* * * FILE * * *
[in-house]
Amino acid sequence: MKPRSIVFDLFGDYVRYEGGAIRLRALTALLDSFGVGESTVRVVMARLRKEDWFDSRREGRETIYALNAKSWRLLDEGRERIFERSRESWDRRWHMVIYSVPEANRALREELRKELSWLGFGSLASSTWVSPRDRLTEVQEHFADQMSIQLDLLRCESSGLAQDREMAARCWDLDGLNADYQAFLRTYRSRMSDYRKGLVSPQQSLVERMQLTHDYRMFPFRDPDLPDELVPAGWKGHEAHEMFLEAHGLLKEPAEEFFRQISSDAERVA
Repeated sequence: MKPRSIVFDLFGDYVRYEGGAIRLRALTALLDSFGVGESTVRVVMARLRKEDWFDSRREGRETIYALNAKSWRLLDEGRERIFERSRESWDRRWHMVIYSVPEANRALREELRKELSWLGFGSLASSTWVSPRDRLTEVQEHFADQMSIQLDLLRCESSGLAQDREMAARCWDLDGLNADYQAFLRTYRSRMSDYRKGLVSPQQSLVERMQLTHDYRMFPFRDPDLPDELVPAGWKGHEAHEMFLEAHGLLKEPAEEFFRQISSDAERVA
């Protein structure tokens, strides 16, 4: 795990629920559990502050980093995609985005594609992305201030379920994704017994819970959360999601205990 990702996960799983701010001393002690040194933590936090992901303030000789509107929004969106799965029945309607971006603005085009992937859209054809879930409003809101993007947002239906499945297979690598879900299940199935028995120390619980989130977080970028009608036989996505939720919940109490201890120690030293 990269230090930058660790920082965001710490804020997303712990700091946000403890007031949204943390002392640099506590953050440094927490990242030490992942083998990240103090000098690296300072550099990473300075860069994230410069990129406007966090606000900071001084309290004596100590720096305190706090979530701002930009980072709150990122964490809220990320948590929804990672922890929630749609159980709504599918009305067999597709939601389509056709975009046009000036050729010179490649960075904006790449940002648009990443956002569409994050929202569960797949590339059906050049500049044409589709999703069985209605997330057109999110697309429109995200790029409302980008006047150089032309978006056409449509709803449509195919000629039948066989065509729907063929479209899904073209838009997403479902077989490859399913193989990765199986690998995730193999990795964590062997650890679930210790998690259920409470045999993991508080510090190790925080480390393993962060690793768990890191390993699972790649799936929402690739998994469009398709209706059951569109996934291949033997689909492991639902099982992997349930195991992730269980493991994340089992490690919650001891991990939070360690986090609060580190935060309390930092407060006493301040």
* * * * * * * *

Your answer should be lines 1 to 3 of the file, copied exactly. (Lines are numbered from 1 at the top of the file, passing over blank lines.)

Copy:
[in-house]
Amino acid sequence: MKPRSIVFDLFGDYVRYEGGAIRLRALTALLDSFGVGESTVRVVMARLRKEDWFDSRREGRETIYALNAKSWRLLDEGRERIFERSRESWDRRWHMVIYSVPEANRALREELRKELSWLGFGSLASSTWVSPRDRLTEVQEHFADQMSIQLDLLRCESSGLAQDREMAARCWDLDGLNADYQAFLRTYRSRMSDYRKGLVSPQQSLVERMQLTHDYRMFPFRDPDLPDELVPAGWKGHEAHEMFLEAHGLLKEPAEEFFRQISSDAERVA
Repeated sequence: MKPRSIVFDLFGDYVRYEGGAIRLRALTALLDSFGVGESTVRVVMARLRKEDWFDSRREGRETIYALNAKSWRLLDEGRERIFERSRESWDRRWHMVIYSVPEANRALREELRKELSWLGFGSLASSTWVSPRDRLTEVQEHFADQMSIQLDLLRCESSGLAQDREMAARCWDLDGLNADYQAFLRTYRSRMSDYRKGLVSPQQSLVERMQLTHDYRMFPFRDPDLPDELVPAGWKGHEAHEMFLEAHGLLKEPAEEFFRQISSDAERVA